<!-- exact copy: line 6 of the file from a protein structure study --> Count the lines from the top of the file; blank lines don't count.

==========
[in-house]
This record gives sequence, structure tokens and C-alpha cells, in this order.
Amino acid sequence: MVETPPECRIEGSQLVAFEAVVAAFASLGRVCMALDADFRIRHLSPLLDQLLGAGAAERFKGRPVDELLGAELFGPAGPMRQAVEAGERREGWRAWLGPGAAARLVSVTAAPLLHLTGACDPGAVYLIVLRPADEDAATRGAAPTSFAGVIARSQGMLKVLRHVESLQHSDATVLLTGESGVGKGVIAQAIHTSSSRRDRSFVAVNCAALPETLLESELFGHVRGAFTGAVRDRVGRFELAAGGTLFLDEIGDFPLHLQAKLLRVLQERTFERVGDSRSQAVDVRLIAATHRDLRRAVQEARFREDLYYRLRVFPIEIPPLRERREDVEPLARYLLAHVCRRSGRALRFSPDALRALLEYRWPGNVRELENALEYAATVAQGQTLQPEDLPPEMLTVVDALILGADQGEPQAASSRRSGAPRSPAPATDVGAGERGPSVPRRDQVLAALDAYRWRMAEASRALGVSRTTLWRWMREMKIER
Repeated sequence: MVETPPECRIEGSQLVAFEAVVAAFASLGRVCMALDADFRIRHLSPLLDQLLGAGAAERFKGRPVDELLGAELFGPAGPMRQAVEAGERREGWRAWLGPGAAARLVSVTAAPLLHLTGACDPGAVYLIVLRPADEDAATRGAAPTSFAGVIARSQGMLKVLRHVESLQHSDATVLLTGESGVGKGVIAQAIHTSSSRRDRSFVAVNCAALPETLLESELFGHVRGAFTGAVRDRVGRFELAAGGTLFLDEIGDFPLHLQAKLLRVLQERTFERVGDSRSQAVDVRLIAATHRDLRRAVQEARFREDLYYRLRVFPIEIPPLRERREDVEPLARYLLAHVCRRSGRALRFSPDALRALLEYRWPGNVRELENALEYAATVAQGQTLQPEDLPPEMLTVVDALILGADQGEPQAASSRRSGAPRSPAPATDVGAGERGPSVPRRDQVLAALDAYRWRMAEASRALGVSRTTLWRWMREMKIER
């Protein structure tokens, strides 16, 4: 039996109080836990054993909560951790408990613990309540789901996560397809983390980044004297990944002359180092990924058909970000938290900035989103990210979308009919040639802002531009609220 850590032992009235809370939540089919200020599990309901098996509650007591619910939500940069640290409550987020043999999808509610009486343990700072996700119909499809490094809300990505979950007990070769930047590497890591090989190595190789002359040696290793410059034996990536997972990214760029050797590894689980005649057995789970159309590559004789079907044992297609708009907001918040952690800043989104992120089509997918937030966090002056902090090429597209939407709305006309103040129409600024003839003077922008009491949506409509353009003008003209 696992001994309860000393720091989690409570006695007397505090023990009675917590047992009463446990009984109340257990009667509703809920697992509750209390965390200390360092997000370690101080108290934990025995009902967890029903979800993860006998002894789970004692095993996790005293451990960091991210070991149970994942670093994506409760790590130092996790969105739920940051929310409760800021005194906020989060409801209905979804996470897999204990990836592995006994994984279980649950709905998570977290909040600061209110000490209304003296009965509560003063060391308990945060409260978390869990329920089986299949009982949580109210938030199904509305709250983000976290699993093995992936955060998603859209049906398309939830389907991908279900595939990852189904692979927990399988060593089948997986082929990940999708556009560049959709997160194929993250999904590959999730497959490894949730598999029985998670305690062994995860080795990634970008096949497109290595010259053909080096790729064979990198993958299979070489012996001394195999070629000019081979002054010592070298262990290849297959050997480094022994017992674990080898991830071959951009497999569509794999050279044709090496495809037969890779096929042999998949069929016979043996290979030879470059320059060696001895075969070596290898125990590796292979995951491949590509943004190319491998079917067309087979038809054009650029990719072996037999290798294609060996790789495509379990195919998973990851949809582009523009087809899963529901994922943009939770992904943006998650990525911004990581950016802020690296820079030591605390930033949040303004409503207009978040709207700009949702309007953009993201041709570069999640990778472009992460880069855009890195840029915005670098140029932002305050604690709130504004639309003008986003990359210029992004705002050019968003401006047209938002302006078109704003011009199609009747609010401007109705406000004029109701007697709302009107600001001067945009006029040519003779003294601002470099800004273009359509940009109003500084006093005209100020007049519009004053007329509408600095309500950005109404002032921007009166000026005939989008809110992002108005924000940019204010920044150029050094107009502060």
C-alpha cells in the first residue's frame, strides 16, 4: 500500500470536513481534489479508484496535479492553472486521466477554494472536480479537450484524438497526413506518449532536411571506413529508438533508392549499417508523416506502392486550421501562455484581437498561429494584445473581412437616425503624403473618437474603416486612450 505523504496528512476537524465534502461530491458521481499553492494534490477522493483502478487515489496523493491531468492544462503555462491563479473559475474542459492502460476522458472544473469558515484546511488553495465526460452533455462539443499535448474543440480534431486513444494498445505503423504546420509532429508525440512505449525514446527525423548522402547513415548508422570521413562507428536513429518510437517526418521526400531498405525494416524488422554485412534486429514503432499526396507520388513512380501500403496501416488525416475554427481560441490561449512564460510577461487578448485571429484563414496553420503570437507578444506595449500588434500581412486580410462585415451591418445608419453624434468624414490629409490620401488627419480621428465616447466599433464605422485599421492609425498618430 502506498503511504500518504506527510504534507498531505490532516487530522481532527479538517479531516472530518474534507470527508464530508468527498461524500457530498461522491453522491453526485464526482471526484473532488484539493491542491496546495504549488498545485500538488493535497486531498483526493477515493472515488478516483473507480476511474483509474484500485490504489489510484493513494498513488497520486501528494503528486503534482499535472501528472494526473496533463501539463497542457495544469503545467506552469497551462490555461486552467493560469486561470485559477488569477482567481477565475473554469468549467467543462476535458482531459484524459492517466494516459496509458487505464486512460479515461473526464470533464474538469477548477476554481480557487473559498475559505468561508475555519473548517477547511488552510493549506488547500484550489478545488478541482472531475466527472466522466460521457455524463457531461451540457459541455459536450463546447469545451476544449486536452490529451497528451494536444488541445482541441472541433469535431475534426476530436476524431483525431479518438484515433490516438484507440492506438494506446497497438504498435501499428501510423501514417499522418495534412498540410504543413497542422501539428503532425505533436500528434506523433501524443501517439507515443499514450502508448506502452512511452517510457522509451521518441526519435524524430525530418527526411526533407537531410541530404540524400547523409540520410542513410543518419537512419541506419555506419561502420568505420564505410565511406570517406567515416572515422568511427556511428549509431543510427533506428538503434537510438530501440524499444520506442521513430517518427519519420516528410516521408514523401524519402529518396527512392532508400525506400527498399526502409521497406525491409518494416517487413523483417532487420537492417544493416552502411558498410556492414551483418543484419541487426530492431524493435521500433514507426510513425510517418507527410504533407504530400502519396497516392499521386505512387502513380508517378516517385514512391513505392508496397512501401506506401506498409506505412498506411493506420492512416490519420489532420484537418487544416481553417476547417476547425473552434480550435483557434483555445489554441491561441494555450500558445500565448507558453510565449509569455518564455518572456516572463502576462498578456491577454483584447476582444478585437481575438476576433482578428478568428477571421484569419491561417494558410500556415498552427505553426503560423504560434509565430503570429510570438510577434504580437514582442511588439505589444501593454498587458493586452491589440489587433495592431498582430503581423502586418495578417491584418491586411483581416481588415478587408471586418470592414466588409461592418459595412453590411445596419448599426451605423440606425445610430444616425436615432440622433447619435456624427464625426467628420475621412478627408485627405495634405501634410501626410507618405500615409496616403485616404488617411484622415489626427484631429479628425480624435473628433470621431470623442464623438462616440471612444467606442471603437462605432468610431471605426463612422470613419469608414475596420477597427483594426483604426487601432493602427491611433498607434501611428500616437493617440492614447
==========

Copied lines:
C-alpha cells in the first residue's frame, strides 16, 4: 500500500470536513481534489479508484496535479492553472486521466477554494472536480479537450484524438497526413506518449532536411571506413529508438533508392549499417508523416506502392486550421501562455484581437498561429494584445473581412437616425503624403473618437474603416486612450 505523504496528512476537524465534502461530491458521481499553492494534490477522493483502478487515489496523493491531468492544462503555462491563479473559475474542459492502460476522458472544473469558515484546511488553495465526460452533455462539443499535448474543440480534431486513444494498445505503423504546420509532429508525440512505449525514446527525423548522402547513415548508422570521413562507428536513429518510437517526418521526400531498405525494416524488422554485412534486429514503432499526396507520388513512380501500403496501416488525416475554427481560441490561449512564460510577461487578448485571429484563414496553420503570437507578444506595449500588434500581412486580410462585415451591418445608419453624434468624414490629409490620401488627419480621428465616447466599433464605422485599421492609425498618430 502506498503511504500518504506527510504534507498531505490532516487530522481532527479538517479531516472530518474534507470527508464530508468527498461524500457530498461522491453522491453526485464526482471526484473532488484539493491542491496546495504549488498545485500538488493535497486531498483526493477515493472515488478516483473507480476511474483509474484500485490504489489510484493513494498513488497520486501528494503528486503534482499535472501528472494526473496533463501539463497542457495544469503545467506552469497551462490555461486552467493560469486561470485559477488569477482567481477565475473554469468549467467543462476535458482531459484524459492517466494516459496509458487505464486512460479515461473526464470533464474538469477548477476554481480557487473559498475559505468561508475555519473548517477547511488552510493549506488547500484550489478545488478541482472531475466527472466522466460521457455524463457531461451540457459541455459536450463546447469545451476544449486536452490529451497528451494536444488541445482541441472541433469535431475534426476530436476524431483525431479518438484515433490516438484507440492506438494506446497497438504498435501499428501510423501514417499522418495534412498540410504543413497542422501539428503532425505533436500528434506523433501524443501517439507515443499514450502508448506502452512511452517510457522509451521518441526519435524524430525530418527526411526533407537531410541530404540524400547523409540520410542513410543518419537512419541506419555506419561502420568505420564505410565511406570517406567515416572515422568511427556511428549509431543510427533506428538503434537510438530501440524499444520506442521513430517518427519519420516528410516521408514523401524519402529518396527512392532508400525506400527498399526502409521497406525491409518494416517487413523483417532487420537492417544493416552502411558498410556492414551483418543484419541487426530492431524493435521500433514507426510513425510517418507527410504533407504530400502519396497516392499521386505512387502513380508517378516517385514512391513505392508496397512501401506506401506498409506505412498506411493506420492512416490519420489532420484537418487544416481553417476547417476547425473552434480550435483557434483555445489554441491561441494555450500558445500565448507558453510565449509569455518564455518572456516572463502576462498578456491577454483584447476582444478585437481575438476576433482578428478568428477571421484569419491561417494558410500556415498552427505553426503560423504560434509565430503570429510570438510577434504580437514582442511588439505589444501593454498587458493586452491589440489587433495592431498582430503581423502586418495578417491584418491586411483581416481588415478587408471586418470592414466588409461592418459595412453590411445596419448599426451605423440606425445610430444616425436615432440622433447619435456624427464625426467628420475621412478627408485627405495634405501634410501626410507618405500615409496616403485616404488617411484622415489626427484631429479628425480624435473628433470621431470623442464623438462616440471612444467606442471603437462605432468610431471605426463612422470613419469608414475596420477597427483594426483604426487601432493602427491611433498607434501611428500616437493617440492614447